Experts urge caution with condition often mistaken for Alzheimer's
A condition often wrongly attributed to Alzheimer's disease, Parkinson's disease or simply "the effects of old age" can be treated, expert explained recently at a National Council on Aging panel discussion.
Normal Pressure hydrocephalus (NPH) is mistaken for dementia, particularly Alzheimer's disease, about 5% of the time, or in about 375,000 cases.
"The fact that NPH can be effectively treated or even reversed if correctly diagnosed should be a wake up call to the medical community, caregivers and long term care providers to be on the look out for it," said James P. Firman, president and chief executive of the National Conference on Aging joint meeting with the American Society on Aging in San Francisco. "We need to make sure that the symptoms of NPH are recognized as early as possible to avoid sending patients down the wrong path."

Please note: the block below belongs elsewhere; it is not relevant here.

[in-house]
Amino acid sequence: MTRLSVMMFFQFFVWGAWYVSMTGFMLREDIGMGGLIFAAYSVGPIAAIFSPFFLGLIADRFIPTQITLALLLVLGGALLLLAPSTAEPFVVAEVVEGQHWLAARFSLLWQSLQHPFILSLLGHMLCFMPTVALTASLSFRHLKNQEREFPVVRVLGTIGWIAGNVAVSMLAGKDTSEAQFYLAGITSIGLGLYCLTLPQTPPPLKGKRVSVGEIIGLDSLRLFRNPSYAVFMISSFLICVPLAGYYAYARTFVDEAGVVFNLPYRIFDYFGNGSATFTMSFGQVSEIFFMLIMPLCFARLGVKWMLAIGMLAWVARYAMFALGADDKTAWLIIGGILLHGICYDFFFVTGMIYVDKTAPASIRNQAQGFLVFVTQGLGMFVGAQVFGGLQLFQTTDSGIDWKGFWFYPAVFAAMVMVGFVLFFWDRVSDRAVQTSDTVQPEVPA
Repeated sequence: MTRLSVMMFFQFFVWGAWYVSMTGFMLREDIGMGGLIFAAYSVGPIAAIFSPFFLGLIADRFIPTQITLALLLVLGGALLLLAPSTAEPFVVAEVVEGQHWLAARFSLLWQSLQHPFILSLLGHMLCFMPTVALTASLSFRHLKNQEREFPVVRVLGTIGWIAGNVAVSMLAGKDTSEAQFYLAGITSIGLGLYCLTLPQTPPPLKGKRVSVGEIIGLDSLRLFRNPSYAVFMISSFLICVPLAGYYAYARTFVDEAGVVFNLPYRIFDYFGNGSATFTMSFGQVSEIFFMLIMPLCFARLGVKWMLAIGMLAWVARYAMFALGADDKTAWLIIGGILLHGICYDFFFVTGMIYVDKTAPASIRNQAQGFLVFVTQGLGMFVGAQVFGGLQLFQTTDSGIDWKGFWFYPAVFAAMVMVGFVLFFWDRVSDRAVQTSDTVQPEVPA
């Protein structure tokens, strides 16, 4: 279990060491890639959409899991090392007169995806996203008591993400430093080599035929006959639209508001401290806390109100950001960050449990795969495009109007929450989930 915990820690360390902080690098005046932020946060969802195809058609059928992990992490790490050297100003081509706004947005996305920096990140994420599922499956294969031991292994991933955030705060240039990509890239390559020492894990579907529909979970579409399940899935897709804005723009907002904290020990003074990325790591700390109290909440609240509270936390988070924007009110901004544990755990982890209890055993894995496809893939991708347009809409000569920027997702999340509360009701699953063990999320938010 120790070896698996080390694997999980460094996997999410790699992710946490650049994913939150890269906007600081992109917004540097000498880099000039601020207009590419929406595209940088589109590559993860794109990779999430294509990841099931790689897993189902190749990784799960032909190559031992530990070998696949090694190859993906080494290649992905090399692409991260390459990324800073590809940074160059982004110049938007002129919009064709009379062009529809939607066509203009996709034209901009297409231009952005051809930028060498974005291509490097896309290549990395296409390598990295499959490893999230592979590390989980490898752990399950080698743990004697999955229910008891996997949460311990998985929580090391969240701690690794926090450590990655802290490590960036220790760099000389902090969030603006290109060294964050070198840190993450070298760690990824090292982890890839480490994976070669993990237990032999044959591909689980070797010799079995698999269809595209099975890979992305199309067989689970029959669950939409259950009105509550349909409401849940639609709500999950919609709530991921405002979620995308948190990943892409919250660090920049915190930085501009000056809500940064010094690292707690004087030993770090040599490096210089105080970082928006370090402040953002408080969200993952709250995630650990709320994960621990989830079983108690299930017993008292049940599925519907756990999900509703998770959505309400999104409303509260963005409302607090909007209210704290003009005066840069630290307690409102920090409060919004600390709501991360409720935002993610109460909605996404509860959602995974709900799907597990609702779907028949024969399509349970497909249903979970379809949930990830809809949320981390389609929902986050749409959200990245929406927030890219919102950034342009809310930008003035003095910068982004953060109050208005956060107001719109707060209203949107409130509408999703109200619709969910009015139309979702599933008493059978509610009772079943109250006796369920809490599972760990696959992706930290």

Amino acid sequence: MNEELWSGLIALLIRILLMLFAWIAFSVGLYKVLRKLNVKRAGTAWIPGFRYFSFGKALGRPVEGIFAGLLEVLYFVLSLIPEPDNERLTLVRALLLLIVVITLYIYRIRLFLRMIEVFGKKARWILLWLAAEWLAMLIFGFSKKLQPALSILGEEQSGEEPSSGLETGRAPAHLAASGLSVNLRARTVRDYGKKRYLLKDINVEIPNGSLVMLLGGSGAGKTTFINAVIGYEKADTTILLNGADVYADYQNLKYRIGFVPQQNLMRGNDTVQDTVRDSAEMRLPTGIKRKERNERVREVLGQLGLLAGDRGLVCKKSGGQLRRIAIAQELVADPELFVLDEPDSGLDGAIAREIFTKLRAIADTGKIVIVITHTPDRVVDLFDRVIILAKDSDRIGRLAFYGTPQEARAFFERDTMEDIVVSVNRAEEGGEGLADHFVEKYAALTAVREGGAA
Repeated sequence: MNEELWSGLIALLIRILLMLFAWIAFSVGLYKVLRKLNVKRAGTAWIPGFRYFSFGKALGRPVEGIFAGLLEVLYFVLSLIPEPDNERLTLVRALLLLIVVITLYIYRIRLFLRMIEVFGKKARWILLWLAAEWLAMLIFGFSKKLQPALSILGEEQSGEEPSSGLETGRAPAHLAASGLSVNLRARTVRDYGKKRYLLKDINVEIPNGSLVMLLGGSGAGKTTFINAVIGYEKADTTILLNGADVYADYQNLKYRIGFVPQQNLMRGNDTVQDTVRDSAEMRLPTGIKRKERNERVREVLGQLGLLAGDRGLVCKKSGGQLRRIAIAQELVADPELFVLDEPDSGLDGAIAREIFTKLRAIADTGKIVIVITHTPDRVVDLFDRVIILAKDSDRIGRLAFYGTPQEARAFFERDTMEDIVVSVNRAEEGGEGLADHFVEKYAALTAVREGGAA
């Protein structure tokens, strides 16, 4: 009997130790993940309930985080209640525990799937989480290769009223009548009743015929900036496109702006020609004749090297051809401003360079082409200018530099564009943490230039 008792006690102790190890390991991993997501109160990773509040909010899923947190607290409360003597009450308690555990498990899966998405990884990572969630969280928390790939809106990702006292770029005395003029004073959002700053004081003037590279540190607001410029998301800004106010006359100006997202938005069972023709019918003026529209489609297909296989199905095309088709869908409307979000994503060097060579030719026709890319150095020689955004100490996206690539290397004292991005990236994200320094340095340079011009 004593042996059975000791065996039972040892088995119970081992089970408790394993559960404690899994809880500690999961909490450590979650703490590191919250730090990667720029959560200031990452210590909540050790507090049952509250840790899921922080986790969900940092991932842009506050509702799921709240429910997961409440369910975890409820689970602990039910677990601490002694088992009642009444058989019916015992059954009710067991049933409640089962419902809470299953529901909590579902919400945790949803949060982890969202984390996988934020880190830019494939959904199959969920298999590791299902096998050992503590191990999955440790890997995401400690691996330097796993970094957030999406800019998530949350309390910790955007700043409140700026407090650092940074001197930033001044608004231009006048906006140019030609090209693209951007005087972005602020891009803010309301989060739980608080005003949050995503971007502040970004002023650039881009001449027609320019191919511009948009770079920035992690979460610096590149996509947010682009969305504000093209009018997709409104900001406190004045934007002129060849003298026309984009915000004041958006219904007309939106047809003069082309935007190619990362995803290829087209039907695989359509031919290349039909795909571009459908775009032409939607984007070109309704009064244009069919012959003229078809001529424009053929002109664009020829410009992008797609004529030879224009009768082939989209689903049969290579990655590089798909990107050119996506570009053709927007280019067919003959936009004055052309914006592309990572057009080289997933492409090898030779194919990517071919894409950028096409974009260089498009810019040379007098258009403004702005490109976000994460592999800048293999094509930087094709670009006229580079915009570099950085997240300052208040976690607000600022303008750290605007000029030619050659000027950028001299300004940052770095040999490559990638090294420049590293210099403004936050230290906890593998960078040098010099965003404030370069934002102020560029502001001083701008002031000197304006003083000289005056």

NPH occurs when excess cerebrospinal fluid builds up and causes the ventricles in the brain to enlarge, which in turn may stretch the nerve tissue causing symptoms that resemble dementia. Patients typically experience primary symptoms including difficulty walking, mild confusion and urinary urgency or incontinence."
Scans and various other tests can detect NPH, which can be treated with surgical implantation of a shunt.